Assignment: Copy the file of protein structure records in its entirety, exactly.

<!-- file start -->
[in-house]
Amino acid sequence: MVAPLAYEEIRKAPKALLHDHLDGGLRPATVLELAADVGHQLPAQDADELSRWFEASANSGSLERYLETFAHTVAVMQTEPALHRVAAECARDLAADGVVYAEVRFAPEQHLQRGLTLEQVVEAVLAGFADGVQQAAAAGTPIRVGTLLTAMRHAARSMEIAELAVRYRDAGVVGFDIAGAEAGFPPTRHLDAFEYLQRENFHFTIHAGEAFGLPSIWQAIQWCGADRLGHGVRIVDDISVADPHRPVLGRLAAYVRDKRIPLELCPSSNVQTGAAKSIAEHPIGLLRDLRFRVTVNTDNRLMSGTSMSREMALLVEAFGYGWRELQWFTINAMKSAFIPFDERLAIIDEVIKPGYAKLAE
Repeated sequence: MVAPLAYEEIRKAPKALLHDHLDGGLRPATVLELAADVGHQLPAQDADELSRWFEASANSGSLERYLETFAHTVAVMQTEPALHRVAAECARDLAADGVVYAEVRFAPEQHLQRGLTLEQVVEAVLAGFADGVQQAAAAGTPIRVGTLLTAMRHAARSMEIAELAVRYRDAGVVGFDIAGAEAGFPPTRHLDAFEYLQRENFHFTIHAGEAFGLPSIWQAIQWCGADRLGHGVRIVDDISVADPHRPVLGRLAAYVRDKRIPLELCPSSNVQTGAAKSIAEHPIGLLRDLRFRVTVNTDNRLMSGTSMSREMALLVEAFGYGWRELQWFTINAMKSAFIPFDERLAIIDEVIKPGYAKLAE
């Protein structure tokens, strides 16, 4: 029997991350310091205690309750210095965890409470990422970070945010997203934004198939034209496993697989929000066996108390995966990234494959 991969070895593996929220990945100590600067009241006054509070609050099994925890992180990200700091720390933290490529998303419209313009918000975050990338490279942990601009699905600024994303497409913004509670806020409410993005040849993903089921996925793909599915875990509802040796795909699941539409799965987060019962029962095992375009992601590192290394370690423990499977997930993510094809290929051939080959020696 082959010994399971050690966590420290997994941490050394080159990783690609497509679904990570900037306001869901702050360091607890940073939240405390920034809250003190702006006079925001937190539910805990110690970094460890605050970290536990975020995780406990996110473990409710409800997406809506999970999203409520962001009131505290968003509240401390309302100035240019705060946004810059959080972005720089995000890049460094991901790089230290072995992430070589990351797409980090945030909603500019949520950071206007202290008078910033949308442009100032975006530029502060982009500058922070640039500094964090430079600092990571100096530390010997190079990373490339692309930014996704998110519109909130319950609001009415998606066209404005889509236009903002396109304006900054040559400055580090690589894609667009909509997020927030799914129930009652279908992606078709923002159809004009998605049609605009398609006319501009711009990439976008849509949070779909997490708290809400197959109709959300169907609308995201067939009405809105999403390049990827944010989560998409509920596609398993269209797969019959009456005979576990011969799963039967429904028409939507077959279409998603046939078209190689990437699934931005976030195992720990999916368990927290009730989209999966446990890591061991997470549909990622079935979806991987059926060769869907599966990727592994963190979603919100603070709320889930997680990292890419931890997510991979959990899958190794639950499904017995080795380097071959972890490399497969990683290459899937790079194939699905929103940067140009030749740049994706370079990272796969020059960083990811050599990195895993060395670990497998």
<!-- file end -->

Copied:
[in-house]
Amino acid sequence: MVAPLAYEEIRKAPKALLHDHLDGGLRPATVLELAADVGHQLPAQDADELSRWFEASANSGSLERYLETFAHTVAVMQTEPALHRVAAECARDLAADGVVYAEVRFAPEQHLQRGLTLEQVVEAVLAGFADGVQQAAAAGTPIRVGTLLTAMRHAARSMEIAELAVRYRDAGVVGFDIAGAEAGFPPTRHLDAFEYLQRENFHFTIHAGEAFGLPSIWQAIQWCGADRLGHGVRIVDDISVADPHRPVLGRLAAYVRDKRIPLELCPSSNVQTGAAKSIAEHPIGLLRDLRFRVTVNTDNRLMSGTSMSREMALLVEAFGYGWRELQWFTINAMKSAFIPFDERLAIIDEVIKPGYAKLAE
Repeated sequence: MVAPLAYEEIRKAPKALLHDHLDGGLRPATVLELAADVGHQLPAQDADELSRWFEASANSGSLERYLETFAHTVAVMQTEPALHRVAAECARDLAADGVVYAEVRFAPEQHLQRGLTLEQVVEAVLAGFADGVQQAAAAGTPIRVGTLLTAMRHAARSMEIAELAVRYRDAGVVGFDIAGAEAGFPPTRHLDAFEYLQRENFHFTIHAGEAFGLPSIWQAIQWCGADRLGHGVRIVDDISVADPHRPVLGRLAAYVRDKRIPLELCPSSNVQTGAAKSIAEHPIGLLRDLRFRVTVNTDNRLMSGTSMSREMALLVEAFGYGWRELQWFTINAMKSAFIPFDERLAIIDEVIKPGYAKLAE
């Protein structure tokens, strides 16, 4: 029997991350310091205690309750210095965890409470990422970070945010997203934004198939034209496993697989929000066996108390995966990234494959 991969070895593996929220990945100590600067009241006054509070609050099994925890992180990200700091720390933290490529998303419209313009918000975050990338490279942990601009699905600024994303497409913004509670806020409410993005040849993903089921996925793909599915875990509802040796795909699941539409799965987060019962029962095992375009992601590192290394370690423990499977997930993510094809290929051939080959020696 082959010994399971050690966590420290997994941490050394080159990783690609497509679904990570900037306001869901702050360091607890940073939240405390920034809250003190702006006079925001937190539910805990110690970094460890605050970290536990975020995780406990996110473990409710409800997406809506999970999203409520962001009131505290968003509240401390309302100035240019705060946004810059959080972005720089995000890049460094991901790089230290072995992430070589990351797409980090945030909603500019949520950071206007202290008078910033949308442009100032975006530029502060982009500058922070640039500094964090430079600092990571100096530390010997190079990373490339692309930014996704998110519109909130319950609001009415998606066209404005889509236009903002396109304006900054040559400055580090690589894609667009909509997020927030799914129930009652279908992606078709923002159809004009998605049609605009398609006319501009711009990439976008849509949070779909997490708290809400197959109709959300169907609308995201067939009405809105999403390049990827944010989560998409509920596609398993269209797969019959009456005979576990011969799963039967429904028409939507077959279409998603046939078209190689990437699934931005976030195992720990999916368990927290009730989209999966446990890591061991997470549909990622079935979806991987059926060769869907599966990727592994963190979603919100603070709320889930997680990292890419931890997510991979959990899958190794639950499904017995080795380097071959972890490399497969990683290459899937790079194939699905929103940067140009030749740049994706370079990272796969020059960083990811050599990195895993060395670990497998």